American researchers last year quantified what each doll costs the climate. Every 182g doll caused about 660g of carbon emissions, including plastic production, manufacture and transport.
The researchers analysed seven other types of toys, including Lego sets and Jenga. By my calculations, emissions on average across all these types of toys are about 4.5kg per kilogram of toys.
Scaled up, this is considerable. In the US, it’s estimated emissions from the plastics industry will overtake those from coal within seven years.
So the question is, how can we cut our emissions to zero as fast as possible to ensure we and our children have a liveable climate – without putting a blanket ban on plastic toys? After all, toys and entertainment add happiness to our lives.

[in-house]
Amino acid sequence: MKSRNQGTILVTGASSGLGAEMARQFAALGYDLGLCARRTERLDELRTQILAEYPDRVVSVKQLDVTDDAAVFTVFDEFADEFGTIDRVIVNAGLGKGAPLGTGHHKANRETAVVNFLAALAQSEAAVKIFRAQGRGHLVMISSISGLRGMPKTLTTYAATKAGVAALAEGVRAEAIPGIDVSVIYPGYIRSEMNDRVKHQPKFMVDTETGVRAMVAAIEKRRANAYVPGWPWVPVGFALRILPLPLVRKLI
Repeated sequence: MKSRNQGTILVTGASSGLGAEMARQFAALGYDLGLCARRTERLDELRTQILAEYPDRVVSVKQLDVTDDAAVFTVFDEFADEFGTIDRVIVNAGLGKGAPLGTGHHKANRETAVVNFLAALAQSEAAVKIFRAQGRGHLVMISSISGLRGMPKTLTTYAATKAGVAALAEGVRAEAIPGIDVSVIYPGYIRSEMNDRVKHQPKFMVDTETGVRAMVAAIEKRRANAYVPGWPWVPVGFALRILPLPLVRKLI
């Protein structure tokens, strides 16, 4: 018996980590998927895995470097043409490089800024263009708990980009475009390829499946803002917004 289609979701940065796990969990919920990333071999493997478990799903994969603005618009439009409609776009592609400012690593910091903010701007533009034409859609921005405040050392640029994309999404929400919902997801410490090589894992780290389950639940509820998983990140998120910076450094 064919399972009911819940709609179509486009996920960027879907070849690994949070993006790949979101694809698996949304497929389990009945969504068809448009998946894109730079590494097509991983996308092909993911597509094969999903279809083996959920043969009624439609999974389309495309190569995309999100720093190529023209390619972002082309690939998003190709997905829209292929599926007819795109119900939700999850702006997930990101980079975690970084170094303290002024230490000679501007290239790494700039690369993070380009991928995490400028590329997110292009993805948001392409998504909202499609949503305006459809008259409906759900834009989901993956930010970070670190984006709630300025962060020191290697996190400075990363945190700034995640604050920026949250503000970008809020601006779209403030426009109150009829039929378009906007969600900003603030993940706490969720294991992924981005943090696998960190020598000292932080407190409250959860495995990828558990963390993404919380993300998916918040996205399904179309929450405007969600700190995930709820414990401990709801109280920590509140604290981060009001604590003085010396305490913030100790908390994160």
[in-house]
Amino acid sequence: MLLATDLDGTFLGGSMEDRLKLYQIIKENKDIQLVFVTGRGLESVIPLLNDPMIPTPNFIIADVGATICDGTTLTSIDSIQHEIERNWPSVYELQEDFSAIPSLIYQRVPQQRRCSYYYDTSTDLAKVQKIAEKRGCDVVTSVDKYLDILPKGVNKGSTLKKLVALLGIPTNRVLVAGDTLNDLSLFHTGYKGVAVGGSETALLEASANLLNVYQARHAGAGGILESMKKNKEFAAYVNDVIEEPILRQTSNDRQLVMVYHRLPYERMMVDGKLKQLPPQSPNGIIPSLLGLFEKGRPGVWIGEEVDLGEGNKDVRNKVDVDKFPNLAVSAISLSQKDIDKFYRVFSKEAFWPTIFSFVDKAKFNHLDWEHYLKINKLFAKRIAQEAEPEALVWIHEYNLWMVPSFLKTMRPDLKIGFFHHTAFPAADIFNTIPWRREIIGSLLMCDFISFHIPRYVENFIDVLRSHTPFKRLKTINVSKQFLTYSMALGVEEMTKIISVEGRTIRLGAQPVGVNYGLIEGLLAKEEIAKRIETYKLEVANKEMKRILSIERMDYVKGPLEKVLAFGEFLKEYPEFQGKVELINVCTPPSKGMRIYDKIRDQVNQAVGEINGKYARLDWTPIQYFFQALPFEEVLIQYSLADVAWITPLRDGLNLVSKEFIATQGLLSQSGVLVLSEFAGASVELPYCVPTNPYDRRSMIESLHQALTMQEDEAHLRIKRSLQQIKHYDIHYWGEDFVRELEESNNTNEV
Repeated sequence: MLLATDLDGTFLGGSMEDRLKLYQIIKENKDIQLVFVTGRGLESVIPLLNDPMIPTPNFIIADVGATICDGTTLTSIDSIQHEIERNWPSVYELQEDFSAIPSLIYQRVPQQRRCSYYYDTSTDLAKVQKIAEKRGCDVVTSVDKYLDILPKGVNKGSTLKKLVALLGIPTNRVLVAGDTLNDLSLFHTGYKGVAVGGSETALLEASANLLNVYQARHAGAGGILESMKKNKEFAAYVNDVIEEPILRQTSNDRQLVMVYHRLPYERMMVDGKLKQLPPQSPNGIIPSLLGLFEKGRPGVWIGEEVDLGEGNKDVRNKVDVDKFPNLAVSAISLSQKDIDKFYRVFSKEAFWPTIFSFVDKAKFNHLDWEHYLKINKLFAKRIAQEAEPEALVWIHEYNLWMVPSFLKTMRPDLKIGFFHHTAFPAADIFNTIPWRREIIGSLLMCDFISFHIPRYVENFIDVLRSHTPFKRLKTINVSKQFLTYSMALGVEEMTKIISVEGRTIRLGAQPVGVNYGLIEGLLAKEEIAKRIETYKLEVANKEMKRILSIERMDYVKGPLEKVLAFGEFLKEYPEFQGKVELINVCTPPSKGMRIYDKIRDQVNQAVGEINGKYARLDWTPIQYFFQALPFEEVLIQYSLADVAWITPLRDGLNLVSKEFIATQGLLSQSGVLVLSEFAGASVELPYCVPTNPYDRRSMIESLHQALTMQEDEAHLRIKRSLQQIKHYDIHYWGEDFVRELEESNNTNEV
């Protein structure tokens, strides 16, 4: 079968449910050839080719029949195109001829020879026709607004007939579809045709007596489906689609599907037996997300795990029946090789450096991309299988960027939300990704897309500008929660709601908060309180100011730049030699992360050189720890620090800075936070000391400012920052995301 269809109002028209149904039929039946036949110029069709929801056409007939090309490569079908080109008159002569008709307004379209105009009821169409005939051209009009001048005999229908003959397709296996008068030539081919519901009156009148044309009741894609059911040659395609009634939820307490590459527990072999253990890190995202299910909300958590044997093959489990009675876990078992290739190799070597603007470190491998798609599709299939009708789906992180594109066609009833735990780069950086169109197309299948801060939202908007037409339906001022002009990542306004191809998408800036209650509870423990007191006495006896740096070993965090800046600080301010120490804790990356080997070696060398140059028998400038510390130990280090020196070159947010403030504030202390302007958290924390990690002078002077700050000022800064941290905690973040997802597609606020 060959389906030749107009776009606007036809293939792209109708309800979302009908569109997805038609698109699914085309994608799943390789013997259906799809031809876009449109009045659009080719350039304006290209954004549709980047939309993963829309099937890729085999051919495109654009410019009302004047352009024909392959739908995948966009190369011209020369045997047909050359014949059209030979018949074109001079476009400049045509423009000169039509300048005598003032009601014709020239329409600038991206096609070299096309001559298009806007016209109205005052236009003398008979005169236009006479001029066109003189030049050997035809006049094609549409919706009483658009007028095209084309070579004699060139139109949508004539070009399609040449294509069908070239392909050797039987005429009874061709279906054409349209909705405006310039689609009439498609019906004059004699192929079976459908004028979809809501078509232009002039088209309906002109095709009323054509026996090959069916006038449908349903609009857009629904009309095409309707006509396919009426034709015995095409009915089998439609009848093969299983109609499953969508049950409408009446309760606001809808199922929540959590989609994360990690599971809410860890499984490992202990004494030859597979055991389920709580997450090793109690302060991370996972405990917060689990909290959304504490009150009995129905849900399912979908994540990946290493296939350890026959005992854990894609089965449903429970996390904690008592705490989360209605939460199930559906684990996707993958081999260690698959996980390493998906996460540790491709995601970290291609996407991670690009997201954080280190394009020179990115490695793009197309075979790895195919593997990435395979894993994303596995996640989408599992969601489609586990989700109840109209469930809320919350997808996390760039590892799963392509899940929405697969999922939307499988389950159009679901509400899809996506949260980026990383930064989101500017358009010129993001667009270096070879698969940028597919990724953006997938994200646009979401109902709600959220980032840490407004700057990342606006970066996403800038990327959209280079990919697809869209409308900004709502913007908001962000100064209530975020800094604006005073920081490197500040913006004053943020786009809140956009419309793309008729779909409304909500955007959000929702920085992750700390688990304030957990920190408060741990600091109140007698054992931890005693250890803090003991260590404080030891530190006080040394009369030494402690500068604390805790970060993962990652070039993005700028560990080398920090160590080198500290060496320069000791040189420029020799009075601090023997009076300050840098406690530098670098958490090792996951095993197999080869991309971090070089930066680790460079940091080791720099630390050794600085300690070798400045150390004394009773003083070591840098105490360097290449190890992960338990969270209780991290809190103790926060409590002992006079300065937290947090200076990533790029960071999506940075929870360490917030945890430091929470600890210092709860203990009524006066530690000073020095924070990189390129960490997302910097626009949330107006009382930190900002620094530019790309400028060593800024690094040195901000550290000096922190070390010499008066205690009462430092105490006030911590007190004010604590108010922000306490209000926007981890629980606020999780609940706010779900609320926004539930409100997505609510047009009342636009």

MAKING TOY INDUSTRY MORE SUSTAINABLE
To date, there has been little focus on making the toy industry more sustainable. But it shouldn’t escape our notice.
Toy manufacturers can – and should – use low carbon materials and supply chains, and focus on making toys easily disassembled. Toys should be as light as possible, to minimise transport emissions. And battery-powered toys should be avoided wherever possible, as they can double a toy’s climate impact and turn a plastic waste problem into an electronic waste problem.
To their credit, some toymakers have cut back on plastic in their packaging, given packaging immediately becomes waste.
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